The problem with the banana circle is that its ONE big hole. The (mulch filled) pond is in my opinion anaerobic for two long. The pond is too deep and the soil metabolizes less efficiently down there. Infiltration is that much closer to the aquifer. Then, eventually, the bananas fill in the hole. Bananas can only be on one side or at the bottom end of a system. We used a grey water system for the kitchen of a restaurant for ten years and it worked like this.
Make sure you have the strainer in the sink. make sure the are no dips and adequate slope in the plumbing. The pipe has to branch three times to three ditches. We use un-glued tee´s and adjust them so that gravity sorts for only one pipe at a time. The top of each ditch needs a solids trap with is a box with a hole in the top where the pipe goes in, and open bottom for drainage, and an outlet on the downhill side six inches below the soil level. Below that there is a ditch maybe 14" by 14" running down hill. This is filled with compost heap quality carboncompost, dry grass , corn cane etc. Use each ditch for three days then switch. The solids box is cleaned out intermittently with a hoe, grade for composting. The ditch is cleaned out once or twice a year, grate compost.
The slope is important, best if over thirty percent. The soil will decide how much it wants to metabolize in a given area and send the rest on. This is a system for what Art would call dark grey water. A laundry machine can function on something as simple as a mulch filled hole or ditch, but we have good drainage. ps. Hungry fruittrees love grey water but might not like having recently cut or damaged roots drowned in grey water.
We have a system we call simple too. It works similar to your's .....at least I think it does. Ours is like this:
- Washing machine, mud room sink, kitchen sink, two showers and two bathroom sinks all go into the gray water line out of the house.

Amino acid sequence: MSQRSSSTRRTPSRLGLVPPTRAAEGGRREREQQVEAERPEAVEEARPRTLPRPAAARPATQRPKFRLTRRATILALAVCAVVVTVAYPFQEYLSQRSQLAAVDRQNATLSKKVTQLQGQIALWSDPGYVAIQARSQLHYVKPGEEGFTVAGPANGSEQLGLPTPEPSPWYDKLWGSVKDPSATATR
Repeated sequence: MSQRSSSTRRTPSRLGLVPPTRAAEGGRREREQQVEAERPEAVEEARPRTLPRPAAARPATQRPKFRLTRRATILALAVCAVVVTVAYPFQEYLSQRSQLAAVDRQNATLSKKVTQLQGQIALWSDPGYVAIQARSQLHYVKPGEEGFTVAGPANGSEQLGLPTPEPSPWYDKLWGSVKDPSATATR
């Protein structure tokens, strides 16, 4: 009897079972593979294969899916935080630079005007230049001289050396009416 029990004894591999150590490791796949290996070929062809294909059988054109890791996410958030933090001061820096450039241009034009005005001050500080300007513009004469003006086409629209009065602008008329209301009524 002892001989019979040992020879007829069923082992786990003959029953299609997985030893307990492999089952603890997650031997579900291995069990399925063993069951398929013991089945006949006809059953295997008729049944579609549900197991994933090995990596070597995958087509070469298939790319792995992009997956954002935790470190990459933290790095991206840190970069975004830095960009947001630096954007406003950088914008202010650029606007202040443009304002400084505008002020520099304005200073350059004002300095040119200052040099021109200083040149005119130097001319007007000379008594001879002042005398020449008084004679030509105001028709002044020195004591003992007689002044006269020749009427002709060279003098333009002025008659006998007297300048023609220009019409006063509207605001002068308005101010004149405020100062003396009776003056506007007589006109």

- The lines merge into one big line.....it is a 6 inch pipe we buried going out the back of the house.
- The slope is good and the water runs fast. We did put two vent stacks in the line by just inserting a 2 inch short pipe just coming up out of the larger pipe.
- Then, we have three splits where we can send water in 3 different directions. They are far enough apart so that each section works independently.
- We change the dump area once a week or less if there has not been any rain.
- The dumping area for the water is in deep woods and in a water shed area that goes down towards a spring head.
- The spring head had dried up almost.
- When we started putting the gray water down in the earth (it is far above the spring head) the water sinks down, is cleaned in the earth and then re-hydrates the spring.
- We have had the water tested three times and it is clean.
This system was for a restaurant that generated a huge amount of shlock. Unfortunately, at my house, all the grey water is plumbed together, but at the restaurant the shower, hand wash, washing machine, and wash sink all had there own system. As none of these had much particles, a simple ditch filled with mulch was quite sufficient. These ditches rarely needed to be cleaned and re-mulched. The kitchen sink however, even in a steep trench the ditch can block quickly. When this happens the water stagnates and makes its way to the surface where it is foul and attracts bugs. Hence the box. the box was made with un-preserved wood. Not too big but you have to size the box to the volume of shlock. the out let of the box is an elbow with a short piece of pipe so as to form a grease trap as well. The box is sealed with a board that is lifted for simple cleaning with a hoe. The water has to go elsewhere for a while before the box can be hoed out. The wood can be buried in the garden when it rots. We had some coffee that I wanted to benefit more from the grey water. I couldn't dig a ditch there or it could damage the coffee trees. I ran the grey water under the thick mulch, no ditching. Soon, I built a berm on the down hill side of the coffees an added more mulch. eventually it puddled too much and I moved that stream back to its ditch.
I like the streamhead recycling picture but would caution an earthwork (maybe mostly logs too avoid digging in your lovely forest) to avoid contamination of the head in floods. Nice site, we agree on the cottage industry.
Hello! We have watched for flooding that might over flow the gray water areas but so far, the water-shed flows go past it and in another gully. Another back up is that if there was any gray water "flooding" (which I don't think there could be since it all goes into the earth - but just in case) it would flow into a flat bog area full of ferns which I think would absorb it before it went towards the spring-head area. I will try to take pictures this week and post them.
The web site and Facebook for Meanwhile, Back in Saluda is my sons's project. They are ages 24, 21 and 14 and stay quite busy. Today they made sausage and had to learn to install an electric outlet for a freezer! Busy day.